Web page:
Tesla split its stock as the market opened on Thursday, joining firms like Amazon and Alphabet, the parent company of Google, which have chopped up shares this year as a means of reducing their price and making them more accessible to investors.
After the 3-to-1 split, Tesla’s shares were trading at about $302, a third of where they stood prior to market open. Shares later fell to about $296.
Investors received two additional shares for each share they held prior to the split. Each of the three shares will be valued at a third of the original price, leaving the total value of a shareholder’s stock unchanged.
The stock split has largely fallen out of fashion in corporate America. Shares, however, usually rise over the year following a split, according to a study conducted by Nasdaq.
Investors who held Tesla stock on Aug. 17 will be eligible to receive the additional shares.
What does the stock split mean for Tesla?
Typically a stock split signals optimism in a company. It also indicates confidence that the share price will eventually rise to a level near or surpassing where it stood before the split.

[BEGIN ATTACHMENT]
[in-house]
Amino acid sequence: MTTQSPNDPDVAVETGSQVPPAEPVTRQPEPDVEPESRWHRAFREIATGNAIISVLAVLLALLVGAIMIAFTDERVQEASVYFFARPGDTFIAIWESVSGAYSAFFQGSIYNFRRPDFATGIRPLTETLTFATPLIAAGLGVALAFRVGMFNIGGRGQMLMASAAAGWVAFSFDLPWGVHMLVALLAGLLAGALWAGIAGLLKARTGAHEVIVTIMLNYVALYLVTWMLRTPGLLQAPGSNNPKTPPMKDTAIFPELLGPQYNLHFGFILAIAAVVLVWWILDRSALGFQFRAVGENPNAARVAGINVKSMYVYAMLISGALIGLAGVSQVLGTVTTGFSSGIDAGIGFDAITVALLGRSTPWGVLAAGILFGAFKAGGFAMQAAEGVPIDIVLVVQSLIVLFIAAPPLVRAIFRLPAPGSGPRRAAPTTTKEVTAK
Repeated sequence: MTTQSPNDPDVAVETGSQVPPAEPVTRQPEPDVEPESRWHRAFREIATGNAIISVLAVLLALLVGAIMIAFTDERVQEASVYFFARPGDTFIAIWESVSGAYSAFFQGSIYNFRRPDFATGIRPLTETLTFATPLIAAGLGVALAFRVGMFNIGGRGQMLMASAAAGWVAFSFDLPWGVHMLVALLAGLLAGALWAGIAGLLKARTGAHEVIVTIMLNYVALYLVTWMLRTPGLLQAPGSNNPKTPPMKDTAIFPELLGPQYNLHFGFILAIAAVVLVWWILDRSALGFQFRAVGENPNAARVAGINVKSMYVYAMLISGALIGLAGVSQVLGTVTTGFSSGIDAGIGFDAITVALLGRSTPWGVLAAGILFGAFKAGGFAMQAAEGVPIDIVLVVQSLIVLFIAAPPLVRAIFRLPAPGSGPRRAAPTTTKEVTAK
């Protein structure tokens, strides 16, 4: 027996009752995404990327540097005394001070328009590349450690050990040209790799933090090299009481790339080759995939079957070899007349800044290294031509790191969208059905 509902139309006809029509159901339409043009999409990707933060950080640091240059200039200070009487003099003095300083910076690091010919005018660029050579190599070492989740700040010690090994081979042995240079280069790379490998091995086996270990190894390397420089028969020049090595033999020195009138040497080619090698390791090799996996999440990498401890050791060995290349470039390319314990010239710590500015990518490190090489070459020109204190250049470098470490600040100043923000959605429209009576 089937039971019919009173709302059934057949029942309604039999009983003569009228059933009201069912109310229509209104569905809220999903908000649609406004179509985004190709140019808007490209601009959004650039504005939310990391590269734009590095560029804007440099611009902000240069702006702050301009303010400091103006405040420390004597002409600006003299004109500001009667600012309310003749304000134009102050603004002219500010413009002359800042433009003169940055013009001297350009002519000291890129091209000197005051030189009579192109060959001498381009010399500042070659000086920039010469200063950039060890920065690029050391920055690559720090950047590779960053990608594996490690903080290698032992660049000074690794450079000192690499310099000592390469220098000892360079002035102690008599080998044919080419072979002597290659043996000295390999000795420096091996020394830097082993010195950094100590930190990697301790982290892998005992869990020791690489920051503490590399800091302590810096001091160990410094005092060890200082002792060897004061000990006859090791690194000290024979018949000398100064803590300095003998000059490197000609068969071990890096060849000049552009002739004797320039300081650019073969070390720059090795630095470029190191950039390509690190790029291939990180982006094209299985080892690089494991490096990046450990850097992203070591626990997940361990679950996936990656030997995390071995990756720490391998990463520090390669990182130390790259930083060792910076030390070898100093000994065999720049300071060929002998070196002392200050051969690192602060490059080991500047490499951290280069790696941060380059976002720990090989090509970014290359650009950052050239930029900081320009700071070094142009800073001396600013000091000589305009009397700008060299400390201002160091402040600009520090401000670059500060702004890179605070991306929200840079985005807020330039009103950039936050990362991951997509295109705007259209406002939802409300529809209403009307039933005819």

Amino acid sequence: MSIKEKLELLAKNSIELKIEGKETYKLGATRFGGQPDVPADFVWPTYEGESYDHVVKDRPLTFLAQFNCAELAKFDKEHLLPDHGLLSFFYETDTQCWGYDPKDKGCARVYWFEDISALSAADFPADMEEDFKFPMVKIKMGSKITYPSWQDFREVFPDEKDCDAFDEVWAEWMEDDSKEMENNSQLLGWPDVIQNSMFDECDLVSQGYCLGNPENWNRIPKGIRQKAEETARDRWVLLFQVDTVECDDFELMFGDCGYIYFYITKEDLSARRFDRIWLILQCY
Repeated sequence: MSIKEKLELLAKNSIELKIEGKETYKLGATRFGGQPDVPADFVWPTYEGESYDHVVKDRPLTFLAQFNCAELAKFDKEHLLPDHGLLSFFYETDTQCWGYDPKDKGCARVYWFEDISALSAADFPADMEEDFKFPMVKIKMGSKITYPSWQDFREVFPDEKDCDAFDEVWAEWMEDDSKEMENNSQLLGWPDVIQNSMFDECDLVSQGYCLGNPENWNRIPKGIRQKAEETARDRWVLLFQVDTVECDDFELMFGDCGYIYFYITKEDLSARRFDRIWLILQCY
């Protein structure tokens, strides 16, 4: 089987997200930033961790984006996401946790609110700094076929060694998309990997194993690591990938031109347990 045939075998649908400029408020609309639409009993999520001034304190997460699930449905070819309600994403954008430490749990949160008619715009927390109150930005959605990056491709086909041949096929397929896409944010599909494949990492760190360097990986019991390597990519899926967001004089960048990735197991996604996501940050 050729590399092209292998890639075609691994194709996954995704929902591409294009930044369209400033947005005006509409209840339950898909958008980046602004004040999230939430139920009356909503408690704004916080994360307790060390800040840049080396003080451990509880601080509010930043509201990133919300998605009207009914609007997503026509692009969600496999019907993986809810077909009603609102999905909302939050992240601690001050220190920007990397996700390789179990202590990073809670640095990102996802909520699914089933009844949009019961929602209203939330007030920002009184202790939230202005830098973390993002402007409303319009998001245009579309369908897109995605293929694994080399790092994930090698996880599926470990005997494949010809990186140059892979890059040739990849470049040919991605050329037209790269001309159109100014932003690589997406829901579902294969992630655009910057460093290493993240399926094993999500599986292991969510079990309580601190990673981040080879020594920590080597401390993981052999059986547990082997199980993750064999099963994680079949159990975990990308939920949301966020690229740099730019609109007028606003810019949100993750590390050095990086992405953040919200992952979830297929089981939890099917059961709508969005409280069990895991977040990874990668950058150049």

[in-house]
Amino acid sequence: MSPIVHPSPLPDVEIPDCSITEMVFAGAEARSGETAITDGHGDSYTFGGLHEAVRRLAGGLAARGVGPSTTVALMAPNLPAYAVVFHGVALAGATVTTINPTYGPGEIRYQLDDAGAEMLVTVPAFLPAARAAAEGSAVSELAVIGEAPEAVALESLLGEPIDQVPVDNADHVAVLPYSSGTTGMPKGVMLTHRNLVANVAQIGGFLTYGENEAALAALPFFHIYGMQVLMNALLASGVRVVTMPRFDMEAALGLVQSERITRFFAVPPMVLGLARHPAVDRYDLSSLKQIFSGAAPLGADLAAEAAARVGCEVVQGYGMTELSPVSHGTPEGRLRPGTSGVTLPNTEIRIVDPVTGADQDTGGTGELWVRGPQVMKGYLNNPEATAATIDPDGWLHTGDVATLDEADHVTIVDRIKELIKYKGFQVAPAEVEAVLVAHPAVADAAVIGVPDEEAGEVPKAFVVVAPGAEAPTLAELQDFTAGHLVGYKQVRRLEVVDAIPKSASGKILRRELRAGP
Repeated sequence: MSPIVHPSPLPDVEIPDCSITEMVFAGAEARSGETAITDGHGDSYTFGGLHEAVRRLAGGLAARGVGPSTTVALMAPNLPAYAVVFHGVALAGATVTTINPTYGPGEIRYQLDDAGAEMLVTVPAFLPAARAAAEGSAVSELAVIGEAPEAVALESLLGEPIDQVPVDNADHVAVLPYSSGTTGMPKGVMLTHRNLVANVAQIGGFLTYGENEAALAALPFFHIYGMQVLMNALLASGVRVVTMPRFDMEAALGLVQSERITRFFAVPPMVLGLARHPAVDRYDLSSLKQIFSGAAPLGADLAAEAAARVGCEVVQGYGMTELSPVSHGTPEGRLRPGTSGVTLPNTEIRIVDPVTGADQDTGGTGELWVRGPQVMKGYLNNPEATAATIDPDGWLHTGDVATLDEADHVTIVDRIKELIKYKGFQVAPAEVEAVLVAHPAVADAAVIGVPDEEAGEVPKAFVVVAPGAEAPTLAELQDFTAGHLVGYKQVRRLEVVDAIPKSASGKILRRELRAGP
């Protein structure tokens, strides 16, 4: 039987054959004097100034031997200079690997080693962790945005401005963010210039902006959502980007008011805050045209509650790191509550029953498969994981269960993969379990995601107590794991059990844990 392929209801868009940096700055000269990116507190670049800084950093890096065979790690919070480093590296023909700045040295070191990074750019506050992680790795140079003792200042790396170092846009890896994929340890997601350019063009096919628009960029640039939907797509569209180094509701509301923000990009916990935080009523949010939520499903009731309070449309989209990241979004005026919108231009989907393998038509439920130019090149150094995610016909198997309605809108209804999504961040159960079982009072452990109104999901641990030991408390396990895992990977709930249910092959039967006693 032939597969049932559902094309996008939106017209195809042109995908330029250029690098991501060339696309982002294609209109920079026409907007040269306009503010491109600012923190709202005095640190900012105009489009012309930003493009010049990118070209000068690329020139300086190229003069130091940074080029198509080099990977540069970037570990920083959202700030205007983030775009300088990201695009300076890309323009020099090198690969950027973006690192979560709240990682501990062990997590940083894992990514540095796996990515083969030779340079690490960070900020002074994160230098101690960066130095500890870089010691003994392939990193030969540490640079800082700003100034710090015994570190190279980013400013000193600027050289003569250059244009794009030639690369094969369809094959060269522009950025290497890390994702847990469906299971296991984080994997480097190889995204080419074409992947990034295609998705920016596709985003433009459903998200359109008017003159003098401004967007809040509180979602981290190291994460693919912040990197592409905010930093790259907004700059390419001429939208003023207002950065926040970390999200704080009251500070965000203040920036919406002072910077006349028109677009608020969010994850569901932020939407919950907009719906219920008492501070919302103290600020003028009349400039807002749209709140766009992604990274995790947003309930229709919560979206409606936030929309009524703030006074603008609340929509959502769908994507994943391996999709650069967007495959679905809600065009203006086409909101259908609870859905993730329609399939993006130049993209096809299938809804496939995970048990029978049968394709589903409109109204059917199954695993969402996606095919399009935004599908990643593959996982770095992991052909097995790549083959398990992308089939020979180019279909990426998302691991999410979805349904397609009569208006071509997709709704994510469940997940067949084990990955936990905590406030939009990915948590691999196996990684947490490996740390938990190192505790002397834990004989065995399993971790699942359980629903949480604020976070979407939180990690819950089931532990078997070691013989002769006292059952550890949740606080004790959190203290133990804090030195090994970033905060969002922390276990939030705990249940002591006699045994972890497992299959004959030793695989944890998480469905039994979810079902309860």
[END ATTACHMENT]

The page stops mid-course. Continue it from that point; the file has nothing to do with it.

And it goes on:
Recent performance of Tesla shares support such an interpretation. Over the past month, Tesla stock has surged, rising more than 6% as of early trading on Tuesday. Prior to a drop over the past week, the stock had risen more than 13% since a month ago.
The company last month reported mixed second quarter earnings, which showed a decline in profit of nearly one-third from the previous three-month period in part due to production slowdowns at a factory in Shanghai amid COVID lockdowns.
When compared with the same quarter a year ago, Tesla profit had doubled and revenue had grown 42%, signaling strong growth over the long term.
Still, on the whole, the company’s shares have suffered a difficult 2022, falling more than 18% since the outset of the year. That drop is in line with each of the three major stock indexes, which have plummeted this year.
What usually happens to a stock after a split?
Stock splits usually trigger a rise in the price of shares, according toa Nasdaq study that examined stock splits at large companies between 2012 and 2018. Even the mere announcement of a stock split yielded an average 2.5% price increase for a stock, the Nasdaq found; and a year after a stock split, shares saw an average price hike of nearly 5%.
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